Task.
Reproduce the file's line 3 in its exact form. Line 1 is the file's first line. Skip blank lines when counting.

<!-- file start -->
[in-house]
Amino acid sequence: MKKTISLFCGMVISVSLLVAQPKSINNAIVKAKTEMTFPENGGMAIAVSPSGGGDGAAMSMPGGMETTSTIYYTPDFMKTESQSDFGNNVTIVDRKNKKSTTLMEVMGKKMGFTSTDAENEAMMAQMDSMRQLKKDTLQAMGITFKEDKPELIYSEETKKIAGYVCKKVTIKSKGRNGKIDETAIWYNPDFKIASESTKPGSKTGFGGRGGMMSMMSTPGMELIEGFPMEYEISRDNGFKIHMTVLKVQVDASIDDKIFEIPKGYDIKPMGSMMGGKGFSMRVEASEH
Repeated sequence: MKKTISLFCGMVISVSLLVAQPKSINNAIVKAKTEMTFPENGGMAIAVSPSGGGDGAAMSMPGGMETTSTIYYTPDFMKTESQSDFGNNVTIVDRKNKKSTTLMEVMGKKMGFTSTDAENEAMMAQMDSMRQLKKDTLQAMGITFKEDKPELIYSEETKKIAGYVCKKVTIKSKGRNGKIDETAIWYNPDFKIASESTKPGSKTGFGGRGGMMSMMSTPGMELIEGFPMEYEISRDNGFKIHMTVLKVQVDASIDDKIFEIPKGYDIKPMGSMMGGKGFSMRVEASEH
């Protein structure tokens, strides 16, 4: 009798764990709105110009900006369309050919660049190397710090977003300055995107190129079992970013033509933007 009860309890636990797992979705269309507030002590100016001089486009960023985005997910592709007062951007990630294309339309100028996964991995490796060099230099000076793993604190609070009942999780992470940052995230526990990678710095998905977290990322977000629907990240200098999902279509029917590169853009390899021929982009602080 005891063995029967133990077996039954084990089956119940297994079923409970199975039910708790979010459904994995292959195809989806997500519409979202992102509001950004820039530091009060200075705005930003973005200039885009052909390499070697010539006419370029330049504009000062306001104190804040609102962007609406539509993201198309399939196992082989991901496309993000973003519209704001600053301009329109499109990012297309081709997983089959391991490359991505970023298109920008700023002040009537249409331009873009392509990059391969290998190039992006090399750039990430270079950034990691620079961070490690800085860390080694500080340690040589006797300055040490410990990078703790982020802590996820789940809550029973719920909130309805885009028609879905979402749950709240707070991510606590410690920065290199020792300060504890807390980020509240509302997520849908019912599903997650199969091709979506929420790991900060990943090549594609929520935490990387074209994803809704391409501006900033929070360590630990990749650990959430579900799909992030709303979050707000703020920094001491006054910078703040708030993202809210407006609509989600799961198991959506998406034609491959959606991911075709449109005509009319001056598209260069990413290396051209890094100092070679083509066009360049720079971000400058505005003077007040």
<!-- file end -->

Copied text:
Repeated sequence: MKKTISLFCGMVISVSLLVAQPKSINNAIVKAKTEMTFPENGGMAIAVSPSGGGDGAAMSMPGGMETTSTIYYTPDFMKTESQSDFGNNVTIVDRKNKKSTTLMEVMGKKMGFTSTDAENEAMMAQMDSMRQLKKDTLQAMGITFKEDKPELIYSEETKKIAGYVCKKVTIKSKGRNGKIDETAIWYNPDFKIASESTKPGSKTGFGGRGGMMSMMSTPGMELIEGFPMEYEISRDNGFKIHMTVLKVQVDASIDDKIFEIPKGYDIKPMGSMMGGKGFSMRVEASEH